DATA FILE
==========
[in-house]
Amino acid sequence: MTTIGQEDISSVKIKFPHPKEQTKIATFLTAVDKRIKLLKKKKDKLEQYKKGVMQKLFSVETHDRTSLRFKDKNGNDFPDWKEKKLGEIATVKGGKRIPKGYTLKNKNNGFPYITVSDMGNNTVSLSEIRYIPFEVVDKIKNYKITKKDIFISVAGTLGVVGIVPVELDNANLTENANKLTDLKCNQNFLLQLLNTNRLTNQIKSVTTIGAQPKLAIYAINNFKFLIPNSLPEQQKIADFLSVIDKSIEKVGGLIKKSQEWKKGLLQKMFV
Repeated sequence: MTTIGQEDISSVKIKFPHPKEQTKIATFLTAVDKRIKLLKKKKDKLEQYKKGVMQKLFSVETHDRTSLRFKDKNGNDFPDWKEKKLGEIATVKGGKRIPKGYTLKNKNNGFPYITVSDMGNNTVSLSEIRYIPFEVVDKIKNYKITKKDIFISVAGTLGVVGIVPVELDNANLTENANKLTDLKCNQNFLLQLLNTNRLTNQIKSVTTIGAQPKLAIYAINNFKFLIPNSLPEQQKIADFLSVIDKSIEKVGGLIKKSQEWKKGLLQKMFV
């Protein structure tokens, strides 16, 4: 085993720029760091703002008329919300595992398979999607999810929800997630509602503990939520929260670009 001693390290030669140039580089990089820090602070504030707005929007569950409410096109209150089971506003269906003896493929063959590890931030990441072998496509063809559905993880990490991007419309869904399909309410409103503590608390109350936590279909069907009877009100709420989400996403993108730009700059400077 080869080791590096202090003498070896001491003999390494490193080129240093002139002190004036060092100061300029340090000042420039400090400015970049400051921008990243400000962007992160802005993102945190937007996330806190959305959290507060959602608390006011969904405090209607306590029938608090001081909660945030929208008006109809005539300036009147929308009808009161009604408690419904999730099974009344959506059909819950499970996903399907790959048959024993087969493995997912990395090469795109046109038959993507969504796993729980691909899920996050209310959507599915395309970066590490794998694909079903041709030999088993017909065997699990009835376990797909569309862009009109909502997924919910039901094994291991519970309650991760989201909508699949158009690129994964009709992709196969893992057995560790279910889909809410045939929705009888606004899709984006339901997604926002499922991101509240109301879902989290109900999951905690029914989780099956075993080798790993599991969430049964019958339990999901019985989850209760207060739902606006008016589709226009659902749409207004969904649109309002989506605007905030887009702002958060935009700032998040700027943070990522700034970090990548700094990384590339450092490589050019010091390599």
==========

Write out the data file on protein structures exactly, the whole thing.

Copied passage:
[in-house]
Amino acid sequence: MTTIGQEDISSVKIKFPHPKEQTKIATFLTAVDKRIKLLKKKKDKLEQYKKGVMQKLFSVETHDRTSLRFKDKNGNDFPDWKEKKLGEIATVKGGKRIPKGYTLKNKNNGFPYITVSDMGNNTVSLSEIRYIPFEVVDKIKNYKITKKDIFISVAGTLGVVGIVPVELDNANLTENANKLTDLKCNQNFLLQLLNTNRLTNQIKSVTTIGAQPKLAIYAINNFKFLIPNSLPEQQKIADFLSVIDKSIEKVGGLIKKSQEWKKGLLQKMFV
Repeated sequence: MTTIGQEDISSVKIKFPHPKEQTKIATFLTAVDKRIKLLKKKKDKLEQYKKGVMQKLFSVETHDRTSLRFKDKNGNDFPDWKEKKLGEIATVKGGKRIPKGYTLKNKNNGFPYITVSDMGNNTVSLSEIRYIPFEVVDKIKNYKITKKDIFISVAGTLGVVGIVPVELDNANLTENANKLTDLKCNQNFLLQLLNTNRLTNQIKSVTTIGAQPKLAIYAINNFKFLIPNSLPEQQKIADFLSVIDKSIEKVGGLIKKSQEWKKGLLQKMFV
């Protein structure tokens, strides 16, 4: 085993720029760091703002008329919300595992398979999607999810929800997630509602503990939520929260670009 001693390290030669140039580089990089820090602070504030707005929007569950409410096109209150089971506003269906003896493929063959590890931030990441072998496509063809559905993880990490991007419309869904399909309410409103503590608390109350936590279909069907009877009100709420989400996403993108730009700059400077 080869080791590096202090003498070896001491003999390494490193080129240093002139002190004036060092100061300029340090000042420039400090400015970049400051921008990243400000962007992160802005993102945190937007996330806190959305959290507060959602608390006011969904405090209607306590029938608090001081909660945030929208008006109809005539300036009147929308009808009161009604408690419904999730099974009344959506059909819950499970996903399907790959048959024993087969493995997912990395090469795109046109038959993507969504796993729980691909899920996050209310959507599915395309970066590490794998694909079903041709030999088993017909065997699990009835376990797909569309862009009109909502997924919910039901094994291991519970309650991760989201909508699949158009690129994964009709992709196969893992057995560790279910889909809410045939929705009888606004899709984006339901997604926002499922991101509240109301879902989290109900999951905690029914989780099956075993080798790993599991969430049964019958339990999901019985989850209760207060739902606006008016589709226009659902749409207004969904649109309002989506605007905030887009702002958060935009700032998040700027943070990522700034970090990548700094990384590339450092490589050019010091390599």